Tuesday, 13 October 2020

Frequencies of Existence

My seventh short story collection, Frequencies of Existence, is published today through NewCon Press, so I thought a short blog post to celebrate this was in order. The collection contains twenty-four stories, four of which are original to this book. The other stories have been previously published in magazines and anthologies such as Black Static, PostScripts, and Strange Tales amongst other places. As usual for me, there are a mix of styles, which might include elements of SF/F/H but perhaps are most appropriately described as slipstream. So general weird speculative fiction with a focus on the interplay of relationships set against unreal scenarios. Here's the cover:


To give a flavour of what's on offer, I'm going to quote from a handful of my favourite stories in the book and explain why they resonate with me.

First up is "Your Golden Hands", originally published in PostScripts. This is a conquistador-type story, albeit set on an alien planet. The human fixation with gold remains, but where exactly is it?

We were of the understanding that you didn’t really know what we were looking for. Tradition told us that material things held no meaning for you. Metals, gems, other natural resources were not there to be exploited, just to be used as and when you saw fit. Like a hermit camped in a battered tent in the desert with an unknown oil well hundreds of feet beneath him, you had no urge to seek what you didn’t know was there. Still, we kept the nature of our quest secret.

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Another favourite is "The Last Mohican" which is my punk story. Punk was a huge influence with me as an individual and has accordingly affected many of the decisions I have made in life. This story has an alternative reality where 1976 was a turning point in British politics and the ethos of punk was accepted and still continues to the present day. But what happens when you're the last punk standing from that era?

Everyone says they remember where they were when Thatcher’s government came down. Of course, we were all post-punk then, but the ragged sentiments from the three-chord thrust were still running through our veins. And by that time we had the whole country behind us. Whoever said the revolution starts at closing time had been right. We had a black and white TV in those days, but I swear you could see the orange flames flickering at the Houses of Parliament.

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My favourite out of the new stories is "Always Forever Today" where a film critic ruminates over an article he has to write about his most influential film, which in his case is Roman Polanski's feature debut, "Knife In The Water". The idea for this story came about through watching an older black and white film and realising that not only all the actors were now deceased, but also all of the original audience for the movie would also have died. There's a train of thought that suggests immortality is achieved through film, but of course that isn't the case. And what if film itself might also decay?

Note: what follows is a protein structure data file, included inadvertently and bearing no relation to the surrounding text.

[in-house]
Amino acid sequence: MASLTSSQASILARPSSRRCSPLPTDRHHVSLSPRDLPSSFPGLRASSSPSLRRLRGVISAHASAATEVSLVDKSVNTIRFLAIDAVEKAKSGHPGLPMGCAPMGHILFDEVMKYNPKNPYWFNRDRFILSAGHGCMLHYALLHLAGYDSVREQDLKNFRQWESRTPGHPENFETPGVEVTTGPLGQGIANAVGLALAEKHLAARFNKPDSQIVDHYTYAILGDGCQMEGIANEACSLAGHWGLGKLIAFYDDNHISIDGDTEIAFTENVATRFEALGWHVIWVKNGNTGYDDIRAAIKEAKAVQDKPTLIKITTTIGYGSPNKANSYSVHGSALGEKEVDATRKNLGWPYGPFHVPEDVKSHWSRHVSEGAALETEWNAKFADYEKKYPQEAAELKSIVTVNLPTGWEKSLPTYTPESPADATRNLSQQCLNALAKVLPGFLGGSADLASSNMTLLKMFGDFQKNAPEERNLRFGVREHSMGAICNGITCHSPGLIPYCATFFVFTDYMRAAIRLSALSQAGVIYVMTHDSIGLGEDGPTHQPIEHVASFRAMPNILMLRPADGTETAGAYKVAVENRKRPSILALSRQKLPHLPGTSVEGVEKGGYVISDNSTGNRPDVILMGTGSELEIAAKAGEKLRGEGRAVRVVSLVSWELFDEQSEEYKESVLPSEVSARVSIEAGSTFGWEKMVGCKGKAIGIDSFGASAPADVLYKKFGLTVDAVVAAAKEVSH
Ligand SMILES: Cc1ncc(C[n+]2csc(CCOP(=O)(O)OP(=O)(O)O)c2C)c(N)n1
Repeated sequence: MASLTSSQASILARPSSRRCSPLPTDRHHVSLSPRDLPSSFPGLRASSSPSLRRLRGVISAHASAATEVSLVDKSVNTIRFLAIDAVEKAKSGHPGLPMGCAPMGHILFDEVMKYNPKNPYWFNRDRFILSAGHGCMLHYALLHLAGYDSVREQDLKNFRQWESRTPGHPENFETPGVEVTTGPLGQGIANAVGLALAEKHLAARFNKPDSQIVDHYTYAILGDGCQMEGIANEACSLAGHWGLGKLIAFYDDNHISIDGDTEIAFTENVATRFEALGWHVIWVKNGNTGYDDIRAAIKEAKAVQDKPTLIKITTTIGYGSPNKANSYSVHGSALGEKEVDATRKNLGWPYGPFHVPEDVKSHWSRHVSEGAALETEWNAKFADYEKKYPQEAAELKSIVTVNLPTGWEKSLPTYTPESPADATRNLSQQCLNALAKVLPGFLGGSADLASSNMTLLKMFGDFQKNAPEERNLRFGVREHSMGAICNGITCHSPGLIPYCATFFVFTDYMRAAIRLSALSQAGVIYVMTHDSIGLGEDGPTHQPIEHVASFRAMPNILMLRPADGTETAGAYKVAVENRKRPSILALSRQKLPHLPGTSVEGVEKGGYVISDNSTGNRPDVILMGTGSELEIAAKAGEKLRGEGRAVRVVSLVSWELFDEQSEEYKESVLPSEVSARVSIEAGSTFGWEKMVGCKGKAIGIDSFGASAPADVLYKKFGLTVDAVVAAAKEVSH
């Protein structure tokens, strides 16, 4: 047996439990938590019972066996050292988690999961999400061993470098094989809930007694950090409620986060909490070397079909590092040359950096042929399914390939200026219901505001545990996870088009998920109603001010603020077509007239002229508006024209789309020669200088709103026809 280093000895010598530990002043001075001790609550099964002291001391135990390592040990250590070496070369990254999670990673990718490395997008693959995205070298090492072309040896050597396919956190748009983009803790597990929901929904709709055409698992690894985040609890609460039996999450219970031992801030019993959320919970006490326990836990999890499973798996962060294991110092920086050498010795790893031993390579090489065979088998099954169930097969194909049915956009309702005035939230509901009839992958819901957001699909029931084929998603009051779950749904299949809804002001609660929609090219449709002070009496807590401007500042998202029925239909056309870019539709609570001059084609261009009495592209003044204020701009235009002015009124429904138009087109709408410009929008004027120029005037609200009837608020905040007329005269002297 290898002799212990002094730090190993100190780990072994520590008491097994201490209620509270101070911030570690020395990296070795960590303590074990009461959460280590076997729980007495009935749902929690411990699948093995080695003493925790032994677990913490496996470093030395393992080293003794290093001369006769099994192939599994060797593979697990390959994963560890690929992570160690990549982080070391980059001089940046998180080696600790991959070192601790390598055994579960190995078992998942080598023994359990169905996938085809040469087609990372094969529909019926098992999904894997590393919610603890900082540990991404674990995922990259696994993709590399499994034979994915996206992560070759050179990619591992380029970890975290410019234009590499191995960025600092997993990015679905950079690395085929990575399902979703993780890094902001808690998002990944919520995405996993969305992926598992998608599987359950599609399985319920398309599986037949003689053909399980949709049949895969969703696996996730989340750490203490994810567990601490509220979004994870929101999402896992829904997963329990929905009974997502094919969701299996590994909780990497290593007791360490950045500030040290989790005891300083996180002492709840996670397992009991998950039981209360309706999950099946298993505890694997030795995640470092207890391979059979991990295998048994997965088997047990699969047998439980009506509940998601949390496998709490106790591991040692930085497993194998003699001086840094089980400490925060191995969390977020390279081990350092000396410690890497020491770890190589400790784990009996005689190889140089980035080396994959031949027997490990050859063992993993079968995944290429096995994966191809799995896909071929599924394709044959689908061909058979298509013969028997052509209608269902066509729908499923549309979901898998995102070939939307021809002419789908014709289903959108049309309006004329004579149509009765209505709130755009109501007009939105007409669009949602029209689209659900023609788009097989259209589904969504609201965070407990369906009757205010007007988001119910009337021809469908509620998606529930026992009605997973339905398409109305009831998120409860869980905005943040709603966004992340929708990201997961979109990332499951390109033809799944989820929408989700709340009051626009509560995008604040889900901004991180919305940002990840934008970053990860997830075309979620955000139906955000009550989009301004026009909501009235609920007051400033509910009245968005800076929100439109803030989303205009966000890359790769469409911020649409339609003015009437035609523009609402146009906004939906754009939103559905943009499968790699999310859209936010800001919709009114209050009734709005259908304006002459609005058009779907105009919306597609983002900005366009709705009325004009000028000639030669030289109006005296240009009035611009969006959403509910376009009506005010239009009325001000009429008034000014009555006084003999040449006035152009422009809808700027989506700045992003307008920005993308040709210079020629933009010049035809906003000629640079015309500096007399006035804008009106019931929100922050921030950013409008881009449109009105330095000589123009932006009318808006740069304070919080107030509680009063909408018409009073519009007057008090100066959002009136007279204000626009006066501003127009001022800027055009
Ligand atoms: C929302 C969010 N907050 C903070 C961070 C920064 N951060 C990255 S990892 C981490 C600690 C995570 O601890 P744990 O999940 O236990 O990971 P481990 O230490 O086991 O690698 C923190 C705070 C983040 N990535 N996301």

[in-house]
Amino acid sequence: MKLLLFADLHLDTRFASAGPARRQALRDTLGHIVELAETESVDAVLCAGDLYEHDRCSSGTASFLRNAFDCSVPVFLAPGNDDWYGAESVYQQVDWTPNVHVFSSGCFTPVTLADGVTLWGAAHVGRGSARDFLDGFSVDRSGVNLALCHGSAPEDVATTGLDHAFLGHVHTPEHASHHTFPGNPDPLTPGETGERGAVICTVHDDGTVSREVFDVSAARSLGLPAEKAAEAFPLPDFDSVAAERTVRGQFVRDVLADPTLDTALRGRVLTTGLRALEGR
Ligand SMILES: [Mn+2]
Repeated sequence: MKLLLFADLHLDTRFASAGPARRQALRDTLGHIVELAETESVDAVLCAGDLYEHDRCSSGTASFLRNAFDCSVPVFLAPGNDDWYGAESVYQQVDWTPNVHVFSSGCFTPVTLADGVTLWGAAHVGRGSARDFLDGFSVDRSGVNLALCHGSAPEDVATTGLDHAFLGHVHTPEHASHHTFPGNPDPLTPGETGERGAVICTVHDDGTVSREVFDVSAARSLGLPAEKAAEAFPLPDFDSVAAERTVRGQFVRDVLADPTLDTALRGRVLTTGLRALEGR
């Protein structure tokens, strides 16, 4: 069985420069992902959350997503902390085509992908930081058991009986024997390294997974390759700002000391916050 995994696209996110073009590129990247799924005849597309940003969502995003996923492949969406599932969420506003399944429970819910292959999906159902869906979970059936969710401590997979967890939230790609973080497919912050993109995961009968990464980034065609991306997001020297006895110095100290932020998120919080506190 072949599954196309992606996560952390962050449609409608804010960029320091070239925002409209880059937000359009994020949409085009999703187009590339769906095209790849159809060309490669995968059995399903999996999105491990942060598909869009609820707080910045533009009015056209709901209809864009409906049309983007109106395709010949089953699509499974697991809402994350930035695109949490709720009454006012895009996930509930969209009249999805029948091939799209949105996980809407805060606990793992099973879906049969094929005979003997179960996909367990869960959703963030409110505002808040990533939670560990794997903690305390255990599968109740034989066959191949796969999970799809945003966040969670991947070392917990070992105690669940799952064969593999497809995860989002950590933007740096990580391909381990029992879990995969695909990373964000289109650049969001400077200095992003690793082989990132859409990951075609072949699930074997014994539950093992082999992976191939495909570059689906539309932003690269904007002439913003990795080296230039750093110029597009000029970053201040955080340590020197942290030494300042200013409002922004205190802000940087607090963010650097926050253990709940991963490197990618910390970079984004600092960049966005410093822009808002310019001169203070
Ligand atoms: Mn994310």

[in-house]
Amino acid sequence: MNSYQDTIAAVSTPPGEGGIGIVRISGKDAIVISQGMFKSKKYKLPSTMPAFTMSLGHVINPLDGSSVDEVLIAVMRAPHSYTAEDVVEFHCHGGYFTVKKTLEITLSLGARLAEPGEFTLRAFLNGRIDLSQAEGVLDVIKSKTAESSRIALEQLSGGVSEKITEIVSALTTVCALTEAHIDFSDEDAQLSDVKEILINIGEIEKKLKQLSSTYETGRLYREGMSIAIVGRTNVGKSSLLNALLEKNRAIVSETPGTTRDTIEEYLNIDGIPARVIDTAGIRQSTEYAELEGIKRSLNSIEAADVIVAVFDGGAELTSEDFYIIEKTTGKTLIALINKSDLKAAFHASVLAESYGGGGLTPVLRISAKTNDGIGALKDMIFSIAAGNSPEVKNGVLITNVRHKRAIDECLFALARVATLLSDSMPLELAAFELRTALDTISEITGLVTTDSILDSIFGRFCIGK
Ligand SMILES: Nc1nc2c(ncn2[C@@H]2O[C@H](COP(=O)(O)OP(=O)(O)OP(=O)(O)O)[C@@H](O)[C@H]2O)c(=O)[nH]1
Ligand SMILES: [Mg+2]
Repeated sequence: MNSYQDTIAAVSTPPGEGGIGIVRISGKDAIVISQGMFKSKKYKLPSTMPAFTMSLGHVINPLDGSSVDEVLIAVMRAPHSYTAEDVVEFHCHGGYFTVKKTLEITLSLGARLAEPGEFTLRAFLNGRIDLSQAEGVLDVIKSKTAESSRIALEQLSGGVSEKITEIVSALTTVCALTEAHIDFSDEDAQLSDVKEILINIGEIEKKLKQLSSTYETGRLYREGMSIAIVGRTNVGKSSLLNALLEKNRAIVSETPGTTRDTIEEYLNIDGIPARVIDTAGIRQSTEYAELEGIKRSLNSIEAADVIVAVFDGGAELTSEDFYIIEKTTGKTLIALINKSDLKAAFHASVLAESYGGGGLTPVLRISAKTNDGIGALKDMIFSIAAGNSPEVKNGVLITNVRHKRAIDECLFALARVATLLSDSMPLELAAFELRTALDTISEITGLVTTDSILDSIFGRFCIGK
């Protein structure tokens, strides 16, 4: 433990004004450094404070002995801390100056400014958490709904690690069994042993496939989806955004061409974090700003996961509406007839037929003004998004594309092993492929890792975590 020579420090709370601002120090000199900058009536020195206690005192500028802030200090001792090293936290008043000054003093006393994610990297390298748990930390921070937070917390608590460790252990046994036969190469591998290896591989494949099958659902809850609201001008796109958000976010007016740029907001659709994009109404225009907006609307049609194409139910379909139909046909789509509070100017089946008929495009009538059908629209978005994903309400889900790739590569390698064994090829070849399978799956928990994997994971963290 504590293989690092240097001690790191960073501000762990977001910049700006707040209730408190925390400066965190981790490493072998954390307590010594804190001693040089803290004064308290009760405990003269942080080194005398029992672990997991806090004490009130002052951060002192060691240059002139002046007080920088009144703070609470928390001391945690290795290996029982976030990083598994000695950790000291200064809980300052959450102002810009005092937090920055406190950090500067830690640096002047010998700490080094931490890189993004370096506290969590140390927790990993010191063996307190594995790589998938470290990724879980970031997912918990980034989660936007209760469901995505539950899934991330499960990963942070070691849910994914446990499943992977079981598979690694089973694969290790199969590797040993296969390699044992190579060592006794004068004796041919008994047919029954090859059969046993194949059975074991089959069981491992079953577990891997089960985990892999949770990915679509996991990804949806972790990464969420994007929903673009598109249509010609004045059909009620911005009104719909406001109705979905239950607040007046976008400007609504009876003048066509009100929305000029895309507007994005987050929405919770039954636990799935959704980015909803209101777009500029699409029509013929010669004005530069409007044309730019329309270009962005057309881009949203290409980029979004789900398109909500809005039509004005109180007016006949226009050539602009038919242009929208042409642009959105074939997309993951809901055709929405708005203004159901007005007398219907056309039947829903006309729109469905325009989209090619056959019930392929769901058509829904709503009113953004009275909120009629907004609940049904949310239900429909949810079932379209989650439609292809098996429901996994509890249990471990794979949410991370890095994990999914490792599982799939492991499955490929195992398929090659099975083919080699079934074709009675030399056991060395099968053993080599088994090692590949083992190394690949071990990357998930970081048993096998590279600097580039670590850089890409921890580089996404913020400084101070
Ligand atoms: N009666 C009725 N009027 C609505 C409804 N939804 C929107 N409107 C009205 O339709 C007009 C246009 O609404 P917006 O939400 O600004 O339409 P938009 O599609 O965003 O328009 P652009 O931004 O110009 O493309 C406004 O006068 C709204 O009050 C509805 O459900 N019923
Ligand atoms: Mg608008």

Donald had never been a fiction writer, although some of his critics – even a critic can have critics – considered him otherwise. Nevertheless as he climbed the stairs to bed he remembered a story idea he once had. That instead of movie stars adhering to the immortality of their screen presences, on each viewing they would age incrementally, until finally they would continue beyond the point of their deaths, trapped within the movie’s cycle, their remaining flesh performing their roles, until everything rotted away and returned to dust and only disembodied voices could be heard.

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Finally, a favourite with many readers who have expressed an interest in my work is "The Day My Heart Stood Still". This features an extraordinarily simple premise: what if death has been eradicated so that generations have passed and no one can remember it. And then what happens should someone die? I consider this piece to be Ray Bradburyesque in the telling. Here's a bit of it:

I sat beside her for a few minutes before glancing at the clock. Dad would be home soon and would know what to do. On a whim I reached out and peeled her left eyelid over the cornea. The returned stare was vacant but again she didn’t wake. I was getting bored. I stood and wandered to the doorway. I was also getting hungry. The eye regarded me impassively. I turned off the light but the eye was still visible, so I nipped back and pulled the lid down again before returning to Charlotte and the pool.

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So that's a very brief taster of what's in the book. I think it's quite eclectic and brimming with ideas, but then I would say that. So here's what others have said:

“For lovers of metafiction, poetic text, intellectual narrative and elusive characters who linger to haunt you. The thrill you get reading Andrew Hook’s weird collection is out of this world. It’s a pastiche of the literary strange. You’ll want to read more of Hook after this.” – Aurealis, review by Eugen Bacon

“Andrew Hook is an undisputed superstar of strange fiction” – Neil Williamson, author of The Moon King

“A rich slab of Andrew Hook’s trademark understated darkness: measured, careful, but ruthless in its own quiet way.” – Chris Beckett, Arthur C. Clarke and Edge Hill Prize-winning author.

The book is available as a limited edition signed lettered hardback and a regular paperback. Pop along to NewCon Press for your copy today!